Germany Dims Nuclear Plants, but Hopes to Keep Lights On
Not since the grim period after World War II has Germany had significant blackouts, but it is now bracing for that possibility after shutting down half its nuclear reactors practically overnight.
Nuclear plants have long generated nearly a quarter of Germany’s electricity. But after the tsunami and earthquake that sent radiation spewing from Fukushima, half a world away, the government disconnected the 8 oldest of Germany’s 17 reactors — including the two in this drab factory town — within days. Three months later, with a new plan to power the country without nuclear energy and a growing reliance on renewable energy, Parliament voted to close them permanently. There are plans to retire the remaining nine reactors by 2022.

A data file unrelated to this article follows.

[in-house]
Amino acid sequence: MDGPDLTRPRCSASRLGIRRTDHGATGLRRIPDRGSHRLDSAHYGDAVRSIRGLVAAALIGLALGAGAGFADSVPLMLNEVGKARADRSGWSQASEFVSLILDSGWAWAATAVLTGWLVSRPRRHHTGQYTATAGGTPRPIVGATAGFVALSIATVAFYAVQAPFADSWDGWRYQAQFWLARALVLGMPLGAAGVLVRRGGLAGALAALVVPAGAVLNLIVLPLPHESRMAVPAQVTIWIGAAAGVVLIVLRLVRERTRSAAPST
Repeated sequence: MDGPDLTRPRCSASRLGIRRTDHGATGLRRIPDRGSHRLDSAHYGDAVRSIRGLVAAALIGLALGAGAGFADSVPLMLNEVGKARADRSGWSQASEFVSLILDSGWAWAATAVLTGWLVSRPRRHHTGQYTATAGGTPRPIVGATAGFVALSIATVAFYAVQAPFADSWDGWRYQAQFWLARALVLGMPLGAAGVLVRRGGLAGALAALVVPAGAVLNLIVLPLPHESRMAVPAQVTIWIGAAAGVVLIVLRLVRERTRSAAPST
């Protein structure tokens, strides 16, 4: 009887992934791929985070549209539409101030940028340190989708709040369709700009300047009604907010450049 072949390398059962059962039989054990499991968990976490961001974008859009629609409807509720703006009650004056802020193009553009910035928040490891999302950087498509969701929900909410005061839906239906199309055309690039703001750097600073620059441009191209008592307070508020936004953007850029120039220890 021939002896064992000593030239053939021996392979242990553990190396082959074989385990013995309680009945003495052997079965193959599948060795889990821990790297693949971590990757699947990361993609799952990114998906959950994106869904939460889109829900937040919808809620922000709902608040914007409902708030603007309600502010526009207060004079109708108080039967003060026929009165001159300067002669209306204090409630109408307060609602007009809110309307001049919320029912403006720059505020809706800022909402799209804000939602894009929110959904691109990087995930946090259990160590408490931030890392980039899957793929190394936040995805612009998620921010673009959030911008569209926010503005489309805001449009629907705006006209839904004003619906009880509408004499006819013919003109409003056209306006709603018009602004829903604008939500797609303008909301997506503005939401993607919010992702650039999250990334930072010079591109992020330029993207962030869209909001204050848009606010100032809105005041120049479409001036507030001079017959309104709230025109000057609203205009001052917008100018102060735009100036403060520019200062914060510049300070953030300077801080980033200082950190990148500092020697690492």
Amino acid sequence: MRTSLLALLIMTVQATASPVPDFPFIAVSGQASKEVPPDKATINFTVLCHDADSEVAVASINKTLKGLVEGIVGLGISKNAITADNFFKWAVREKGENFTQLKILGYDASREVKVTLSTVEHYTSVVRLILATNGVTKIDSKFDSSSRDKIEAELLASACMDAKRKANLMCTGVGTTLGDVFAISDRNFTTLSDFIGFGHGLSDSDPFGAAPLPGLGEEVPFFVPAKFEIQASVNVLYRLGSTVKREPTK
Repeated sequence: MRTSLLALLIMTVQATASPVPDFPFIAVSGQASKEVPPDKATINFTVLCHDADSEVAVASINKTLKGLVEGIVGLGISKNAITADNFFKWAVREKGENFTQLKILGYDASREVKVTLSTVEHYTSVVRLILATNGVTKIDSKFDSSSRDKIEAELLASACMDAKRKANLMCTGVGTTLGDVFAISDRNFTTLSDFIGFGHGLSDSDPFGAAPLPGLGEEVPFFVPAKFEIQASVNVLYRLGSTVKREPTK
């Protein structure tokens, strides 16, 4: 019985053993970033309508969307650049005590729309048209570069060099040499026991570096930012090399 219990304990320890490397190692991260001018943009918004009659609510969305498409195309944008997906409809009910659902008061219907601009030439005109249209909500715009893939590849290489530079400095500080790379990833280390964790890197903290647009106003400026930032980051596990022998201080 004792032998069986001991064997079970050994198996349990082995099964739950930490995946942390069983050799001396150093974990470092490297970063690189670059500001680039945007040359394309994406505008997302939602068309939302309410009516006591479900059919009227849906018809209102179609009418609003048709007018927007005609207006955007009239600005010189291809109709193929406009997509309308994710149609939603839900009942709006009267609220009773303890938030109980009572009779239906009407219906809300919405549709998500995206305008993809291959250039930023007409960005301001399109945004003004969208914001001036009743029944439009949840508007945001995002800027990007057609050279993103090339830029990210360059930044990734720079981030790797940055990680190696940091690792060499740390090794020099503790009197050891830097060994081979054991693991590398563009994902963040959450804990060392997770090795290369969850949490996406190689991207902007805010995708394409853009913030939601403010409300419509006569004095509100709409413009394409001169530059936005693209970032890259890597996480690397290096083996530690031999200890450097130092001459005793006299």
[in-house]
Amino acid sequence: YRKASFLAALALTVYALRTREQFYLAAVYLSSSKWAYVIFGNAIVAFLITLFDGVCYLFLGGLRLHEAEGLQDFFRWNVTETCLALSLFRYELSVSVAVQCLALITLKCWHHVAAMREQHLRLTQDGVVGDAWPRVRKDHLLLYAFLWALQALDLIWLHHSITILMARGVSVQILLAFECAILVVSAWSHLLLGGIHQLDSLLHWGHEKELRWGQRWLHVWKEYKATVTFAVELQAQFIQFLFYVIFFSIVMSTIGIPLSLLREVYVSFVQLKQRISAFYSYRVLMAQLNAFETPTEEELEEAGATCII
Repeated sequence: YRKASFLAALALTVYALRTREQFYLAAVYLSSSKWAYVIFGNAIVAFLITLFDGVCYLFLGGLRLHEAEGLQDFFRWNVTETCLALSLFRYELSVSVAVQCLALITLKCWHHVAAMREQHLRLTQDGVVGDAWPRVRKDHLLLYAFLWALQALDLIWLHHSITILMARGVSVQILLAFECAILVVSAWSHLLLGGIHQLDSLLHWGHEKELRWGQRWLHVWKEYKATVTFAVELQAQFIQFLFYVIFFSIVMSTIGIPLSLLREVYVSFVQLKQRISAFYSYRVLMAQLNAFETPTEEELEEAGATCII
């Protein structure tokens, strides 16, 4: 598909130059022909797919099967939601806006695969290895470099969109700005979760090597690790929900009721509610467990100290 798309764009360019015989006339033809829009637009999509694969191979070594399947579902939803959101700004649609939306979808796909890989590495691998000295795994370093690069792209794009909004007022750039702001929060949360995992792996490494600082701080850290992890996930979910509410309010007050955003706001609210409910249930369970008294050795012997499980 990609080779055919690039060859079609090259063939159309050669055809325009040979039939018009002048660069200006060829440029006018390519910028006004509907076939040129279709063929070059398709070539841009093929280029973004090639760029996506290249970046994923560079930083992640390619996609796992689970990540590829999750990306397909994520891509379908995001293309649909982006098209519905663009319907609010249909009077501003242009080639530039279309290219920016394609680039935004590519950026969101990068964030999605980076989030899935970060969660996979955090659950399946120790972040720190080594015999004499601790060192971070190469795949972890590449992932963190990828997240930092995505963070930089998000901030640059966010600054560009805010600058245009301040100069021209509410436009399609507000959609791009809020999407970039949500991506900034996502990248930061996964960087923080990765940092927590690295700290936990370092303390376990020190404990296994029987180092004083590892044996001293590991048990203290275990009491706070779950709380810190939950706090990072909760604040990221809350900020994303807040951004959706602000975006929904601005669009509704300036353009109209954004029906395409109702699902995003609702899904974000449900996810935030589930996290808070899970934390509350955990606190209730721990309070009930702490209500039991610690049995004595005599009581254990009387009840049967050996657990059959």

As a result, electricity producers are scrambling to ensure an adequate supply. Customers and companies are nervous about whether their lights and assembly lines will stay up and running this winter. Economists and politicians argue over how much prices will rise.
“It’s easy to say, ‘Let’s just go for renewables,’ and I’m quite sure we can someday do without nuclear, but this is too abrupt,” said Joachim Knebel, chief scientist at Germany’s prestigious Karlsruhe Institute of Technology. He characterized the government’s shutdown decision as “emotional”.